Chinese Space Startups Aim to Reach SpaceX’s Milestones from a Decade Ago, Focusing on Lower Costs and Reusable Rockets

China’s commercial space industry established a new launch record in 2023, achieving a total of 67 orbit-level space launches, which constituted 30% of the global total. This performance placed China second, trailing only the United States with 116 launches (accounting for 52% of the global total).

However, in terms of launch payload, SpaceX dominated the year again, achieving a total launch mass of 1,286 tons. This represented approximately 80% of the global launch mass, far surpassing the combined total of launch payload masses from all other countries and regions.

Numerous Chinese space experts believe that Chinese space launch companies may be lagging behind industry leader SpaceX by approximately ten years in terms of technology.

In order to bridge this technological gap with the United States, China is supporting private space companies to play an increasingly pivotal role in China’s space program, in addition to its state-run space programs managed by entities like the China Aerospace Science and Technology Corporation (CAST).

The Limitations of China’s State-Led Space Industry

For decades, China’s space industry has been primarily driven by state-led scientific research programs, resulting in a limited range of industrialized products. Centered on major state-level space engineering projects, this approach has left the industry with significant limitations.

China Aerospace Science and Technology Corporation (CAST), a major player in the Chinese space sector, recently acknowledged that it faces significant technological gaps in comparison to leading private space companies like SpaceX. This rare admission highlights the limitations of China’s state-led space sector, which has historically lacked the innovation and competition that can drive technological advancements.

One of the primary limitations is the focus on high reliability, often at the cost of increased expenses, longer development cycles, and limited functionality.

For instance, traditional Chinese satellites prioritize reliability, leading to non-standardized manufacturing processes and difficulties in mass production. The average manufacturing cycle for a satellite in China is around 36 months, which is too long to support the needs of commercial aerospace and hinders the establishment of commercial satellite constellations.

Additionally, the inflexibility of traditional satellites poses another limitation. These satellites cannot be iteratively upgraded on demand, and their limited functionality results in low utilization rates. This rigidity prevents the Chinese space industry from quickly adapting to new technologies and market demands.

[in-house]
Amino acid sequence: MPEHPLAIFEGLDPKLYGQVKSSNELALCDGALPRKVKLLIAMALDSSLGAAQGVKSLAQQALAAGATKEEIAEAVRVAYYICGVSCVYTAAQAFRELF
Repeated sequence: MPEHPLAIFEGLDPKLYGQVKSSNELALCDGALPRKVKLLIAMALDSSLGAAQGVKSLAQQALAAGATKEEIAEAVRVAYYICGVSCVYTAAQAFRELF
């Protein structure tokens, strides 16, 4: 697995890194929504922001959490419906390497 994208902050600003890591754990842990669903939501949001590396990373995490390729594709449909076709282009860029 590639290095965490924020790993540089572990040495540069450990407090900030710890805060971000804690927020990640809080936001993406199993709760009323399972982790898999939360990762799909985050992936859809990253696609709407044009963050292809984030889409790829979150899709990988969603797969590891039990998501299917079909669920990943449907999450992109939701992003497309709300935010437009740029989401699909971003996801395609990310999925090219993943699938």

Private Chinese Space Enterprises Aim to Reduce Cost

In recognition of the limitations of the state-led space industry, China’s space sector has embraced private companies to overcome technological gaps and advance the industry. This shift is crucial for China to compete globally in the rapidly evolving space industry.

Currently, the cost of space transportation in China, from the ground to an altitude of 500 kilometers, stands at approximately 120,000 yuan (US$16,683) per kilogram. In contrast, SpaceX has reduced the price of similar services to around 5,000 US dollars.

The primary focus of these private commercial space enterprises is to reduce satellite manufacturing costs, expand commercial satellite applications, decrease launch costs, and improve rocket carrying capacity.

One such Chinese commercial space company is i-Space, which is developing low-cost and high-performance commercial reusable launch vehicles. i-Space aims to reduce the launch price to less than half of the current launch vehicles by 2025, which would be nearing the price level of SpaceX but still 60% more expensive than SpaceX’s prices.

Building Reusable Rockets

The current focus of development in reusable rockets is vertical takeoff and landing (VTOL), primarily spearheaded by SpaceX. Liquid rocket engines offer superior performance, the ability to restart multiple times, and adjustable thrust, enabling vertical recovery of the rocketβ€”a crucial aspect for reducing launch costs.

Chinese commercial space companies are making significant progress in this field. In 2023, the i-Space Hyperbola-2 verification rocket successfully completed its second flight test at the Jiuquan Satellite Launch Center in China, achieving a "grasshopper jump" of over 340 meters in height.

The company aims to launch the Hyperbola-3 rocket by the end of 2025, with the rocket designed to enter orbit, return to Earth, and be reused. This would mark a significant milestone, indicating that the company has achieved a feat similar to what SpaceX accomplished in 2015.

China is also pursuing industrialized satellite manufacturing. In 2021, the satellite super factory manufacturing base in Taizhou was completed, and the first test satellite was produced.

Through innovative mass production of the AIT (satellite assembly, integration, and testing) model, the factory has significantly shortened its research and development cycle, achieving a daily production rate of one satellite. Additionally, production costs have been reduced by approximately 45%.


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